Our final day in Rotterdam was focused on Danny Yung’s “Tears of Barren Hill.” Since seeing this work on video in Hong Kong, I have held Yung in the highest esteem. He brings the classical form of Peking Opera into the most contemporary of settings and sets up resonance between a host of thematic and performative elements. “Barren Hill” was featured within Operadagen Rotterdam 2009, an impressive festival dedicated to alternative opera that is seeking ways to generate a new audience for the form. The festival’s programming, hospitality, graphics coordination, and press conference/public kick-off all seemed inventively conceived in that inimitably Dutch adventurous way.

The work “Tears of Barren Hill,” is at every turn exquisite and restrained. Artistically I am moved by Yung’s undressing and stripping away, seeking the barest essentials of his forms. Trained initially as an architect, it is as though he finds his way down to bone and marrow.

Thanks for sponsorship to the Pew Center for Arts & Heritage through Dance Advance, the Dublin Dance Festival, and the Pennsylvania Presenters Travel Fund.

Tuesday, July 21, 2009

Chatting with my Congressman

I posted this to the Philadelphia Dance Listserv on 7/15. It's relevant even if you don't live in Pennsylvania, being about how to work our representative democracy.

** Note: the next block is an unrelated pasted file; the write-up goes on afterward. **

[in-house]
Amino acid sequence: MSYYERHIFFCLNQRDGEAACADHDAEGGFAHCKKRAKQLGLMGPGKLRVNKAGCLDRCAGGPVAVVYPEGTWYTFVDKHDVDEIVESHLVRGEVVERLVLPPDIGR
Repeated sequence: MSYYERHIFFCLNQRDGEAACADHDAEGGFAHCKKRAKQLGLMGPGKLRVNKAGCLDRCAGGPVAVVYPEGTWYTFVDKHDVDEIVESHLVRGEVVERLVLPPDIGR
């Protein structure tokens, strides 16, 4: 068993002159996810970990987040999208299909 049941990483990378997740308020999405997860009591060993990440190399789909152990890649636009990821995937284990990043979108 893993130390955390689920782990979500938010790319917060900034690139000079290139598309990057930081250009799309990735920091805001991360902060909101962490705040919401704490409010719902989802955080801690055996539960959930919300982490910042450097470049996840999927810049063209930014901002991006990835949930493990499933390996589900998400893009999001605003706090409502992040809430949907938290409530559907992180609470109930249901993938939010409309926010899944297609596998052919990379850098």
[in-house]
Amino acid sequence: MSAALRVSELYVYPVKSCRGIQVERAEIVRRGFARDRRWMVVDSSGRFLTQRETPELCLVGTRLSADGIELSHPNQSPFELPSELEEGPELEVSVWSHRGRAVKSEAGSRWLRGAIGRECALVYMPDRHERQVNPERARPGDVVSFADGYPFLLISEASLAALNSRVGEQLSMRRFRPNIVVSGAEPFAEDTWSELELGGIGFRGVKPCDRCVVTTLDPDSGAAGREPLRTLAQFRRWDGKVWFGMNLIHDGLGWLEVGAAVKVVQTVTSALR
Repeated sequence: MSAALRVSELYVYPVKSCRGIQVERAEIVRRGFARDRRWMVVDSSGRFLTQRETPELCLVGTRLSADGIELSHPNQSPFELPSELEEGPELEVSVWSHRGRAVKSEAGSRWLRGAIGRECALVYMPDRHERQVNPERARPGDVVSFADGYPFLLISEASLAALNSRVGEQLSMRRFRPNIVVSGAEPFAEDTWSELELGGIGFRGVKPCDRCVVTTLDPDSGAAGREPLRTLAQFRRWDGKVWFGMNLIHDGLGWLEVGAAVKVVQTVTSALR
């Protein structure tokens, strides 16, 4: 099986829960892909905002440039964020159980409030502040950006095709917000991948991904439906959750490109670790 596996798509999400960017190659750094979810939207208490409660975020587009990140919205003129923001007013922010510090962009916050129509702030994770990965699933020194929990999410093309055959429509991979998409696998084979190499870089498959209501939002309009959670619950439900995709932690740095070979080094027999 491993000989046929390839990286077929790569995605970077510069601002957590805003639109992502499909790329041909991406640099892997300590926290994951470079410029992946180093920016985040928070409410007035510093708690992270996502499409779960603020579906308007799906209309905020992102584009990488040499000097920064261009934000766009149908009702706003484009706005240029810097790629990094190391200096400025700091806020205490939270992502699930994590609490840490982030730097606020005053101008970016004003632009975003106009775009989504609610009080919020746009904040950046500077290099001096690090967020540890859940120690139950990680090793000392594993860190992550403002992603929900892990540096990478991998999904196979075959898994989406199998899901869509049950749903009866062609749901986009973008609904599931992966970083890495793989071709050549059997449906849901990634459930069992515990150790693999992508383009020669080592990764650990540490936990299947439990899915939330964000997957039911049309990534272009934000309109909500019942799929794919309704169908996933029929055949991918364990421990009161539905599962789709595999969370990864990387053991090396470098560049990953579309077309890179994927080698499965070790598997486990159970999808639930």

Dear Dance Colleagues,

Yesterday at the State Capitol following the thunderous rally in support of the Pennsylvania Council on the Arts (threatened now with elimination) I went to visit my legislative representatives. At the office of Mike Gerber (Montgomery County) I had a chat with his assistant, and then, surprisingly, a long one with him!

The take away is that YOUR INDIVIDUAL CONTACT WITH YOUR LEGISLATORS MAKES ALL THE DIFFERENCE! There is no substitute for a significant number of individuals approaching our lawmakers one by one through mail, email or phone. For all issues under consideration Gerber’s assistant keeps a tally of calls, emails and letters. Gerber reads only a small sampling. WHAT’S CRUCIAL ARE THE NUMBERS.

By yesterday, Gerber had received a total of fewer than 40 phone calls, emails and letters in the current round of proposed elimination of state arts funding. He said that if he had high numbers of communications from concerned citizens he could go to the Republican Senator from our district who, along with most in his party, is intent on draconian cuts and say “What about these constituents of ours? Can you afford to ignore them?” If more of us go on record as being willing to pay a little more in taxes to pay for the things that make ours a humane and civilized society, a saner budget stands a chance. If we don’t, the reps take that to mean we will not stomach any new taxes, and funding for PCA and many other vital services will be lost.

PA is the only state considering complete elimination of its arts council. PLEASE write and call your own state senator and representative TODAY and tell them that you consider supporting the arts an essential part of government and that you are willing to pay a little more to make that possible. (You can locate contact info for your district at

Thank you!

Lisa Kraus